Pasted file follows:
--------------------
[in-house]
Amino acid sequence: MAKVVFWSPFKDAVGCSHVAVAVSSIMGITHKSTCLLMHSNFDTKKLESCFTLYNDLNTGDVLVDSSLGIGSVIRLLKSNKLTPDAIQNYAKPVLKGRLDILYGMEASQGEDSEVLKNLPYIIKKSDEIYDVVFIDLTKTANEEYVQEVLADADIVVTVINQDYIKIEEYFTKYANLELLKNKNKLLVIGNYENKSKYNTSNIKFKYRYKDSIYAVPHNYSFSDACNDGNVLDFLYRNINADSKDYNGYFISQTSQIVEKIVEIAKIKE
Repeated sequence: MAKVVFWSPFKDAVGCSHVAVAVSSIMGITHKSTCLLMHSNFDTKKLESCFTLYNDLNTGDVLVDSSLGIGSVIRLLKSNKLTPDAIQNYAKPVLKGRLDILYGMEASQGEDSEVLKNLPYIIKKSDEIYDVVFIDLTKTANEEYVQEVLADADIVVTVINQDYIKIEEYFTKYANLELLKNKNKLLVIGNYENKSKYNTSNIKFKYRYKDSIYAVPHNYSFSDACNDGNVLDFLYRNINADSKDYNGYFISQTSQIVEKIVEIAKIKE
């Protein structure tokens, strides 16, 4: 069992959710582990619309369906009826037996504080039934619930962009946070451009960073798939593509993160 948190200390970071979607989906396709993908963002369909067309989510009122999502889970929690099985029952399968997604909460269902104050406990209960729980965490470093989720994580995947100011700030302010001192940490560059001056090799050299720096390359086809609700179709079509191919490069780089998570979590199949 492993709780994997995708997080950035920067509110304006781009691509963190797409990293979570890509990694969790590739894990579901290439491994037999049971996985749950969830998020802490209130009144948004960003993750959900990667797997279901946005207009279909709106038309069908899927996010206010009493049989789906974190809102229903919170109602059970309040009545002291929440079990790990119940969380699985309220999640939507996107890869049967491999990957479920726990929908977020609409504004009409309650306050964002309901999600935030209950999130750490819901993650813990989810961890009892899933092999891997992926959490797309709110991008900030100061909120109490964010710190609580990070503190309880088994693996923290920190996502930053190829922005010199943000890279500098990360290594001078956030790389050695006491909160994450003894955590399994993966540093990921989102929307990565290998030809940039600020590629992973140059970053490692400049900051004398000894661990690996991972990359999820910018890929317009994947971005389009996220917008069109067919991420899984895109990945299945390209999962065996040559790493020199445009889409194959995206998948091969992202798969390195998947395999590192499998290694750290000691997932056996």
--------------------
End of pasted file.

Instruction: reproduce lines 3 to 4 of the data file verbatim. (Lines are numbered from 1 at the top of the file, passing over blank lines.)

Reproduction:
Repeated sequence: MAKVVFWSPFKDAVGCSHVAVAVSSIMGITHKSTCLLMHSNFDTKKLESCFTLYNDLNTGDVLVDSSLGIGSVIRLLKSNKLTPDAIQNYAKPVLKGRLDILYGMEASQGEDSEVLKNLPYIIKKSDEIYDVVFIDLTKTANEEYVQEVLADADIVVTVINQDYIKIEEYFTKYANLELLKNKNKLLVIGNYENKSKYNTSNIKFKYRYKDSIYAVPHNYSFSDACNDGNVLDFLYRNINADSKDYNGYFISQTSQIVEKIVEIAKIKE
């Protein structure tokens, strides 16, 4: 069992959710582990619309369906009826037996504080039934619930962009946070451009960073798939593509993160 948190200390970071979607989906396709993908963002369909067309989510009122999502889970929690099985029952399968997604909460269902104050406990209960729980965490470093989720994580995947100011700030302010001192940490560059001056090799050299720096390359086809609700179709079509191919490069780089998570979590199949 492993709780994997995708997080950035920067509110304006781009691509963190797409990293979570890509990694969790590739894990579901290439491994037999049971996985749950969830998020802490209130009144948004960003993750959900990667797997279901946005207009279909709106038309069908899927996010206010009493049989789906974190809102229903919170109602059970309040009545002291929440079990790990119940969380699985309220999640939507996107890869049967491999990957479920726990929908977020609409504004009409309650306050964002309901999600935030209950999130750490819901993650813990989810961890009892899933092999891997992926959490797309709110991008900030100061909120109490964010710190609580990070503190309880088994693996923290920190996502930053190829922005010199943000890279500098990360290594001078956030790389050695006491909160994450003894955590399994993966540093990921989102929307990565290998030809940039600020590629992973140059970053490692400049900051004398000894661990690996991972990359999820910018890929317009994947971005389009996220917008069109067919991420899984895109990945299945390209999962065996040559790493020199445009889409194959995206998948091969992202798969390195998947395999590192499998290694750290000691997932056996």